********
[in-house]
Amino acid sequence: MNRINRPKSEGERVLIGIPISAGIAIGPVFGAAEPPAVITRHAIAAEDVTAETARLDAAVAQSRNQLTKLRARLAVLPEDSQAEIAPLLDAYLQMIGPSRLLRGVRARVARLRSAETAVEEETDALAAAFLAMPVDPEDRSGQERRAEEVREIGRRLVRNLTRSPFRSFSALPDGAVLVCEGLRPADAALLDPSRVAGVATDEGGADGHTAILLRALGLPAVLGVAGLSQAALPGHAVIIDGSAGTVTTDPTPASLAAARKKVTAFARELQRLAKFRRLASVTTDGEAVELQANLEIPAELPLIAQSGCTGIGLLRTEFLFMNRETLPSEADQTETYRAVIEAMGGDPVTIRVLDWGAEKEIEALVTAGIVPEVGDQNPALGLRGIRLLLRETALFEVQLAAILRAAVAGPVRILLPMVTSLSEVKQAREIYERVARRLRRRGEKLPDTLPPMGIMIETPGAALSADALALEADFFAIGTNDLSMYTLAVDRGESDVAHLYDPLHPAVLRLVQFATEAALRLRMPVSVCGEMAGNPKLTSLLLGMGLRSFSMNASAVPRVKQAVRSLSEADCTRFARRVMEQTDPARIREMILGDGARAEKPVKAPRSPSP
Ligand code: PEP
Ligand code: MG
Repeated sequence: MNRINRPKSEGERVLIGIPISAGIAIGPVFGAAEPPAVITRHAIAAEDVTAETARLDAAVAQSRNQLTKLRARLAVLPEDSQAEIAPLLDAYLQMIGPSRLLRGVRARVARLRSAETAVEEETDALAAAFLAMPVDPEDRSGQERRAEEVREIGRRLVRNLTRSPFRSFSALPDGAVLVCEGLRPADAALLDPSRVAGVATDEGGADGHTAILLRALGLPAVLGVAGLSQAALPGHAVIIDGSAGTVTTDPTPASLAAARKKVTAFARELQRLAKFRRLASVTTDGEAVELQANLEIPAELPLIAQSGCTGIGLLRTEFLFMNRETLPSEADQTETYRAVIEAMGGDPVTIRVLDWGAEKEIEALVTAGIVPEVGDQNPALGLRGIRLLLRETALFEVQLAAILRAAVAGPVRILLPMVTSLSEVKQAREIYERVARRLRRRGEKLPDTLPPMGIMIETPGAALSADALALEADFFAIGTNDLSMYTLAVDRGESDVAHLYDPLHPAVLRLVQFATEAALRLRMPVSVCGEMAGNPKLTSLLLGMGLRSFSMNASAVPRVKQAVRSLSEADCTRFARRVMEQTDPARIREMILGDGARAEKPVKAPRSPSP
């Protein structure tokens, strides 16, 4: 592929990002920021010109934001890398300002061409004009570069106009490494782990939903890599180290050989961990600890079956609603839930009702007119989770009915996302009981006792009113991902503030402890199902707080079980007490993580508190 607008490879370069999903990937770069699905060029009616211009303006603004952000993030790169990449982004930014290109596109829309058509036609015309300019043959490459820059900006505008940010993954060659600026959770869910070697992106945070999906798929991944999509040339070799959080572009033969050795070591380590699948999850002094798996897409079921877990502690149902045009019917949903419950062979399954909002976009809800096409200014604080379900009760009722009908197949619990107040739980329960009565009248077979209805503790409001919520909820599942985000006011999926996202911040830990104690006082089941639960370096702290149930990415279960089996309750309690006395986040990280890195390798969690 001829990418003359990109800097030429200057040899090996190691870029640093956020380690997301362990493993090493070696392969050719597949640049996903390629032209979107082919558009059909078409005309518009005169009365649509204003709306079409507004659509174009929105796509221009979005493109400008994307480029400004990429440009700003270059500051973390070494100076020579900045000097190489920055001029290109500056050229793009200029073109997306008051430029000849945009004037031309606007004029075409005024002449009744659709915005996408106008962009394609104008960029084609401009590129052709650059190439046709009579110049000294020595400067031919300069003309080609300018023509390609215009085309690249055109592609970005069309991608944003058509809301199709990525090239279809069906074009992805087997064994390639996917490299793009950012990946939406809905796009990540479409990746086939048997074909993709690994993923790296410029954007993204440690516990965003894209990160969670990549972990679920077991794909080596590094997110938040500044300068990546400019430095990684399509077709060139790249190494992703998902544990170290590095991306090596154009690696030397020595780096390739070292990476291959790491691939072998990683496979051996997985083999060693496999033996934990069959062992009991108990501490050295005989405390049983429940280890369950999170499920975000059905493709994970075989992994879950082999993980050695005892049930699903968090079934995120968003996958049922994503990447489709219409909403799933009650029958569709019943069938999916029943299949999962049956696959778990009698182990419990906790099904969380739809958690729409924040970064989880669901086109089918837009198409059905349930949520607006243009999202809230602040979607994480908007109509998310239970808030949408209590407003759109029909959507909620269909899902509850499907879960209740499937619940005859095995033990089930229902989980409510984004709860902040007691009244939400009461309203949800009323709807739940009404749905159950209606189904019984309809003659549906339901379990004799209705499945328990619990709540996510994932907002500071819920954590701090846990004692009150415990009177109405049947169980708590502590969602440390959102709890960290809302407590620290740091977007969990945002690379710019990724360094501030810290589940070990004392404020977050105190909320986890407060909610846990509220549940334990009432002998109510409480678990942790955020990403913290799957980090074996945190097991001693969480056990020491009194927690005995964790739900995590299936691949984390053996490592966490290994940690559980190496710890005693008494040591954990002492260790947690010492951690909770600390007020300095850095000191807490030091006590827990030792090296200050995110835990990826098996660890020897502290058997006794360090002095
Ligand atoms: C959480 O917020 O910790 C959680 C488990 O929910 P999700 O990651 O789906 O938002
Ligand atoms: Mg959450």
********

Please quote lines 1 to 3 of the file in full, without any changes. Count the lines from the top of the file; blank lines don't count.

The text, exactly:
[in-house]
Amino acid sequence: MNRINRPKSEGERVLIGIPISAGIAIGPVFGAAEPPAVITRHAIAAEDVTAETARLDAAVAQSRNQLTKLRARLAVLPEDSQAEIAPLLDAYLQMIGPSRLLRGVRARVARLRSAETAVEEETDALAAAFLAMPVDPEDRSGQERRAEEVREIGRRLVRNLTRSPFRSFSALPDGAVLVCEGLRPADAALLDPSRVAGVATDEGGADGHTAILLRALGLPAVLGVAGLSQAALPGHAVIIDGSAGTVTTDPTPASLAAARKKVTAFARELQRLAKFRRLASVTTDGEAVELQANLEIPAELPLIAQSGCTGIGLLRTEFLFMNRETLPSEADQTETYRAVIEAMGGDPVTIRVLDWGAEKEIEALVTAGIVPEVGDQNPALGLRGIRLLLRETALFEVQLAAILRAAVAGPVRILLPMVTSLSEVKQAREIYERVARRLRRRGEKLPDTLPPMGIMIETPGAALSADALALEADFFAIGTNDLSMYTLAVDRGESDVAHLYDPLHPAVLRLVQFATEAALRLRMPVSVCGEMAGNPKLTSLLLGMGLRSFSMNASAVPRVKQAVRSLSEADCTRFARRVMEQTDPARIREMILGDGARAEKPVKAPRSPSP
Ligand code: PEP